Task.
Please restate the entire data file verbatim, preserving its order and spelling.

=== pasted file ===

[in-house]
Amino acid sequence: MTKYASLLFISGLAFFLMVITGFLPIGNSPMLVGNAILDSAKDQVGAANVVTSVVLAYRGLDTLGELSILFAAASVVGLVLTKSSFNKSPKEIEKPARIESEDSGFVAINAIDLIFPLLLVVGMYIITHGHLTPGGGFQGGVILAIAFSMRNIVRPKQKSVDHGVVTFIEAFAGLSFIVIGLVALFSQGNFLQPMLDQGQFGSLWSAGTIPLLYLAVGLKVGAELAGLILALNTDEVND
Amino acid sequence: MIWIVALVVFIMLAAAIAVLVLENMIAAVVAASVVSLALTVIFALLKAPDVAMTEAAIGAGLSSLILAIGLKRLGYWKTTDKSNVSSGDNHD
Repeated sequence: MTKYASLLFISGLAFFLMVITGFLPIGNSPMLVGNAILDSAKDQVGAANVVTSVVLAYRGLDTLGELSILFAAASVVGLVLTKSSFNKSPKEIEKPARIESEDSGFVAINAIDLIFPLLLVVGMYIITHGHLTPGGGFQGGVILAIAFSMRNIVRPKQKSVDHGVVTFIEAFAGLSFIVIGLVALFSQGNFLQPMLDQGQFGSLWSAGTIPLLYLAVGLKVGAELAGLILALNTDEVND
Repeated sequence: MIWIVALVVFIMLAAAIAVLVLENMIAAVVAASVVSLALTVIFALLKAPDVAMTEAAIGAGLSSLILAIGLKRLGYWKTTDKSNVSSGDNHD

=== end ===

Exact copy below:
[in-house]
Amino acid sequence: MTKYASLLFISGLAFFLMVITGFLPIGNSPMLVGNAILDSAKDQVGAANVVTSVVLAYRGLDTLGELSILFAAASVVGLVLTKSSFNKSPKEIEKPARIESEDSGFVAINAIDLIFPLLLVVGMYIITHGHLTPGGGFQGGVILAIAFSMRNIVRPKQKSVDHGVVTFIEAFAGLSFIVIGLVALFSQGNFLQPMLDQGQFGSLWSAGTIPLLYLAVGLKVGAELAGLILALNTDEVND
Amino acid sequence: MIWIVALVVFIMLAAAIAVLVLENMIAAVVAASVVSLALTVIFALLKAPDVAMTEAAIGAGLSSLILAIGLKRLGYWKTTDKSNVSSGDNHD
Repeated sequence: MTKYASLLFISGLAFFLMVITGFLPIGNSPMLVGNAILDSAKDQVGAANVVTSVVLAYRGLDTLGELSILFAAASVVGLVLTKSSFNKSPKEIEKPARIESEDSGFVAINAIDLIFPLLLVVGMYIITHGHLTPGGGFQGGVILAIAFSMRNIVRPKQKSVDHGVVTFIEAFAGLSFIVIGLVALFSQGNFLQPMLDQGQFGSLWSAGTIPLLYLAVGLKVGAELAGLILALNTDEVND
Repeated sequence: MIWIVALVVFIMLAAAIAVLVLENMIAAVVAASVVSLALTVIFALLKAPDVAMTEAAIGAGLSSLILAIGLKRLGYWKTTDKSNVSSGDNHD